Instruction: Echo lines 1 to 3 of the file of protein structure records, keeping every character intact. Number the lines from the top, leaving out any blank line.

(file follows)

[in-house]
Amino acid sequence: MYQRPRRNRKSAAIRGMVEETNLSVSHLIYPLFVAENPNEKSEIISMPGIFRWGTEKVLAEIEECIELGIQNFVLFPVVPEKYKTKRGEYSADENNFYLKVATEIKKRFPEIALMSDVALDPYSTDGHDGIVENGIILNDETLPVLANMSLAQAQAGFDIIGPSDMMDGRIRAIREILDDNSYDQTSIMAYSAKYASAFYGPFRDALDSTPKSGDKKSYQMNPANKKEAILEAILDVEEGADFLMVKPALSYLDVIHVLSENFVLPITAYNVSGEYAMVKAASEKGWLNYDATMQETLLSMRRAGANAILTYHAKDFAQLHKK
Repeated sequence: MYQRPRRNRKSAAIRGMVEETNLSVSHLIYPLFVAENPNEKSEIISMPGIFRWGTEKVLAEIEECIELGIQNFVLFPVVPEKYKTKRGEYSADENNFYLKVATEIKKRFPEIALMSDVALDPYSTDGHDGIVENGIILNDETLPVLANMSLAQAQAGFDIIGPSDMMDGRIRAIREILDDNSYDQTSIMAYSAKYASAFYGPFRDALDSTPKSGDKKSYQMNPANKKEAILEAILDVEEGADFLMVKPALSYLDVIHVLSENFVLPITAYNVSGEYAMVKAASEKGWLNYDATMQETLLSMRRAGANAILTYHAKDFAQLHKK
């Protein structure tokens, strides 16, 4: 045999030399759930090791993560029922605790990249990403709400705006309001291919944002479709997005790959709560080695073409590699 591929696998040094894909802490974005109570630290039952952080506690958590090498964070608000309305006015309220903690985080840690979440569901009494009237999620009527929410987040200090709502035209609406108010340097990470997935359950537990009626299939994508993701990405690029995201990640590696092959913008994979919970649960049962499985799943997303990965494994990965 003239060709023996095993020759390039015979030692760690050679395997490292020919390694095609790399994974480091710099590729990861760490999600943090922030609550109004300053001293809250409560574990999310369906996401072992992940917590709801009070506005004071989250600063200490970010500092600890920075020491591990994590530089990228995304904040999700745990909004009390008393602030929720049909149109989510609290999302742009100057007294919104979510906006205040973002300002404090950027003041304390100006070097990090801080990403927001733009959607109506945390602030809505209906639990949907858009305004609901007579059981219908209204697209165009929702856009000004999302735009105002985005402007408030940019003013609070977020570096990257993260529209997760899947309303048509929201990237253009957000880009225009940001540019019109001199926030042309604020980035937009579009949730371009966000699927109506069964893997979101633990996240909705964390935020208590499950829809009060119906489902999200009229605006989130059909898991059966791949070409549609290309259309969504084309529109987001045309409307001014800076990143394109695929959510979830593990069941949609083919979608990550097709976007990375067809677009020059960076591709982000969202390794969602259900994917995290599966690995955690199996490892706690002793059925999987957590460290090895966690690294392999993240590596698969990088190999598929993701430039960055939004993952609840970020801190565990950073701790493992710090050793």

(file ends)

[in-house]
Amino acid sequence: MYQRPRRNRKSAAIRGMVEETNLSVSHLIYPLFVAENPNEKSEIISMPGIFRWGTEKVLAEIEECIELGIQNFVLFPVVPEKYKTKRGEYSADENNFYLKVATEIKKRFPEIALMSDVALDPYSTDGHDGIVENGIILNDETLPVLANMSLAQAQAGFDIIGPSDMMDGRIRAIREILDDNSYDQTSIMAYSAKYASAFYGPFRDALDSTPKSGDKKSYQMNPANKKEAILEAILDVEEGADFLMVKPALSYLDVIHVLSENFVLPITAYNVSGEYAMVKAASEKGWLNYDATMQETLLSMRRAGANAILTYHAKDFAQLHKK
Repeated sequence: MYQRPRRNRKSAAIRGMVEETNLSVSHLIYPLFVAENPNEKSEIISMPGIFRWGTEKVLAEIEECIELGIQNFVLFPVVPEKYKTKRGEYSADENNFYLKVATEIKKRFPEIALMSDVALDPYSTDGHDGIVENGIILNDETLPVLANMSLAQAQAGFDIIGPSDMMDGRIRAIREILDDNSYDQTSIMAYSAKYASAFYGPFRDALDSTPKSGDKKSYQMNPANKKEAILEAILDVEEGADFLMVKPALSYLDVIHVLSENFVLPITAYNVSGEYAMVKAASEKGWLNYDATMQETLLSMRRAGANAILTYHAKDFAQLHKK